• I32 – A 32-bit integer
  • SvNOK() – A macro to determine whether or not a scalar value is a numeric value (includes number types with and without precision)
  • SvOK() – A macro to determine whether or not a value is actually a valid scalar value to Perl (think defined() in Perl)
  • sv_cmp() – An API function which does a string compare in Perl, taking into account that it’s possible that your two values may include scalars holding numeric strings. It is important to note that this will not do a numeric comparison, only a string comparison.
  • av_len() – An API function which returns the last index of an array (e.g. scalar(@$ARY)-1)
  • av_fetch() – An API function which returns a pointer to a pointer of a scalar value. If the last argument to this function is non-zero then it should always return a valid and usable scalar value. I don’t do that since I want to be able to detect undefined values.
  • PL_sv_undef – This is undef. Keep in mind that my function returns an SV*, so I want to return the address of PL_sv_undef when it is time to return undef.
  • SvREFCNT_inc() – This is an API function which increments the reference counter of a scalar value. Since I am returning the scalar value from a C function, I want to increment this count so it doesn’t release it immediately after my function exits scope. The garbage collector will reap this scalar value later on when the thing that my function returns to releases (or never holds) a reference to the scalar.
  • warn() and die() – These are API implementations of the Perl functions with the same names that you have come to know and love (or not)

For more information on the guts and APIs in use here, see the perlguts POD page, and the perlapi POD page.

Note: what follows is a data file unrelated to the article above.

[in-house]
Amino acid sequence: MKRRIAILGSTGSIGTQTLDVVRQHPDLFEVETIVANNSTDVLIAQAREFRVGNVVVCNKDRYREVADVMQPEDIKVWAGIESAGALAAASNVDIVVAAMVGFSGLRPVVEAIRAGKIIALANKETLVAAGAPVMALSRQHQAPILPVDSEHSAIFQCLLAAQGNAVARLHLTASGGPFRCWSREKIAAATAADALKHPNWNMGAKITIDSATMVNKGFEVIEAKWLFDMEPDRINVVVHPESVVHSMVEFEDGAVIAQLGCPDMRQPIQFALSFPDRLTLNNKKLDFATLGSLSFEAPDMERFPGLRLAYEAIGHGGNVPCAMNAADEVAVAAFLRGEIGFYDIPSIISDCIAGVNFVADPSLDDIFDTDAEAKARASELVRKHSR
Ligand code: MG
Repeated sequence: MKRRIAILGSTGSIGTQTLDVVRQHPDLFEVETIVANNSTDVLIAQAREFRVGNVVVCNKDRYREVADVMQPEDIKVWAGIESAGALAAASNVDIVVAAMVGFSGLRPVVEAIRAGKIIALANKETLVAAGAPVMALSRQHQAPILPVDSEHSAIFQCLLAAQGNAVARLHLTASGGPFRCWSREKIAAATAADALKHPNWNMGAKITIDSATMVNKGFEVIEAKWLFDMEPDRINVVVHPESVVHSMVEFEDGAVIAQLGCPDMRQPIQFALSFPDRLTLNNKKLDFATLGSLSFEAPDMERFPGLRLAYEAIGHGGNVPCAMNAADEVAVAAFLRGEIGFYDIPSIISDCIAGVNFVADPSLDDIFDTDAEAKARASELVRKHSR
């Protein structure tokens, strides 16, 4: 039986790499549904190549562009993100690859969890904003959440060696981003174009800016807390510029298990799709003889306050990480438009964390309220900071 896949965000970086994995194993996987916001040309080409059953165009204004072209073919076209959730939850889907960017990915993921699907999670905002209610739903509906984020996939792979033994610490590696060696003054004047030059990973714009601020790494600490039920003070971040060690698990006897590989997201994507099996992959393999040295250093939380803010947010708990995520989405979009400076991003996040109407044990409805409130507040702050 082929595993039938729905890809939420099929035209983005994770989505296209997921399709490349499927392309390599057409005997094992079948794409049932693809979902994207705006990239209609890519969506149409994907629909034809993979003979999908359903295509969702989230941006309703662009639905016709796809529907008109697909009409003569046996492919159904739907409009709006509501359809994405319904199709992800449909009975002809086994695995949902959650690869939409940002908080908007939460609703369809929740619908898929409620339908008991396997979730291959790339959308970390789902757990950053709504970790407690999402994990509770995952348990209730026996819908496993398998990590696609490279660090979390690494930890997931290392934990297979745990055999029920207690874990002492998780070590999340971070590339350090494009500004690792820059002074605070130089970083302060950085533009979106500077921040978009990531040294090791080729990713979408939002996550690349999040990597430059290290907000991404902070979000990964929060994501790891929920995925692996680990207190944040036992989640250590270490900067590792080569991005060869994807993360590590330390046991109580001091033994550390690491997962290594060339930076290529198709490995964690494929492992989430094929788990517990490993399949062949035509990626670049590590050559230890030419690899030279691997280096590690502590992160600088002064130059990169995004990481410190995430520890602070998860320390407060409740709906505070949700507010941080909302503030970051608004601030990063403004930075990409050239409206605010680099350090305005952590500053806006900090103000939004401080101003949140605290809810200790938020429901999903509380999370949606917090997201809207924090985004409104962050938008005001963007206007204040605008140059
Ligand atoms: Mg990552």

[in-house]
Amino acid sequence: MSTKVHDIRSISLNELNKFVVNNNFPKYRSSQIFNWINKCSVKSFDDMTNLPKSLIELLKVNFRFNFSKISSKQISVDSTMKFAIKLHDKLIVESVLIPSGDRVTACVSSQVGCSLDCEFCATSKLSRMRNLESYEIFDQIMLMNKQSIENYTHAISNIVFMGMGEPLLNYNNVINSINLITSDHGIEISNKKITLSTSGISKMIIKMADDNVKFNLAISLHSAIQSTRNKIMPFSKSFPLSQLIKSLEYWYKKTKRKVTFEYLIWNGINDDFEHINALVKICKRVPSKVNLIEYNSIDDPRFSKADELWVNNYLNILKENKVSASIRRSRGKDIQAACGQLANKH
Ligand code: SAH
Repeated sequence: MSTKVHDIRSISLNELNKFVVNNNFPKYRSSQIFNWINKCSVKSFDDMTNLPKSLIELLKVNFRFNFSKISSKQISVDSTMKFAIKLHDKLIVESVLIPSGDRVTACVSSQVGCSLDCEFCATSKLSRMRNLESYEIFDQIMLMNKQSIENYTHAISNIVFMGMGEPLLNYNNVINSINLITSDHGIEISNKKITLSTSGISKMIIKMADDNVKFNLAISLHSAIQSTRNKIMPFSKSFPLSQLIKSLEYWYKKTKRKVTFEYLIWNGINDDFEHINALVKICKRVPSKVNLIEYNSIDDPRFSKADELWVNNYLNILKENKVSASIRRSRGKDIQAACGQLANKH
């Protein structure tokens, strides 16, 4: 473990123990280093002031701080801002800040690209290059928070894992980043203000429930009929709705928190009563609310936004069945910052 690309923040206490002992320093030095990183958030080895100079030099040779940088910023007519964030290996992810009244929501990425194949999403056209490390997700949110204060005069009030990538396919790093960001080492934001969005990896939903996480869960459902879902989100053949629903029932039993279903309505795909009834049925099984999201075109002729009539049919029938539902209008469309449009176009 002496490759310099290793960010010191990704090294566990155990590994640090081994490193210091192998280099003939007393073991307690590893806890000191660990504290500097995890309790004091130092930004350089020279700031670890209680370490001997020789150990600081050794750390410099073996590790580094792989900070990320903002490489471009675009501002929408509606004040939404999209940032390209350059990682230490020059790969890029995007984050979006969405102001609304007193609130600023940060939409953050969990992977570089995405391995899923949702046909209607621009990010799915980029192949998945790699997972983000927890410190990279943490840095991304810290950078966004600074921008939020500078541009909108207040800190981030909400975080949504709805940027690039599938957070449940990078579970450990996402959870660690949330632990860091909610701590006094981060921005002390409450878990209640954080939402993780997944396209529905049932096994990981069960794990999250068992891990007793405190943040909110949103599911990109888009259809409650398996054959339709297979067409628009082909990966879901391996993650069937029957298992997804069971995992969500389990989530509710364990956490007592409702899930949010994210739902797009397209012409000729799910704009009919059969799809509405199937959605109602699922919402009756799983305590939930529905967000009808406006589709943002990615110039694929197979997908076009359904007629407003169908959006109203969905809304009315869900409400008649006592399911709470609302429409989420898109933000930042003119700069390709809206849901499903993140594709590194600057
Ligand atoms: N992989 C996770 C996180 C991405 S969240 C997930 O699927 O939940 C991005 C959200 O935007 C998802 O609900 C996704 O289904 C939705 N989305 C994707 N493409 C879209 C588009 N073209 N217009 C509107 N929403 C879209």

Please remember that Perl is a reference-counting garbage-collected language. Messing with the reference count carelessly will certainly result in memory leaks or GC reaping which results in crashes. Additionally, great care must be taken when using this sort of code in threads. Thread safety is a tricky thing even in the best of cases, and this is rather far from the happy path. Over-optimization is very common for people who dabble in Inline::C.
It is important to note that the cross-over from Perl to C comes at a high performance cost, especially when done in looping situations. If you need to send large volumes of data to a C function you really should put it into chunks and then process it in chunks.
It should be remembered that both the first and second Rule of Optimization Club is that you do not talk about optimization. The other two relevant rules are that you only ever address one factor of an optimization problem at a time, and you should keep testing a long as you have to keep testing.
You should never use Inline::C to solve a performance problem which you have not measured. If you cannot measure a performance problem then you do not have a performance problem (or you do not have the ability to address it).


I find Inline::C to be very useful, and I think you will too. This is a very simple demonstration of a very large and feature-rich aspect of Perl programming. This is also quite possibly the largest Gist of the Day I have done since I began this effort. Please forgive me when most of the other articles are much smaller than this one.
Here is the link to the full Gist: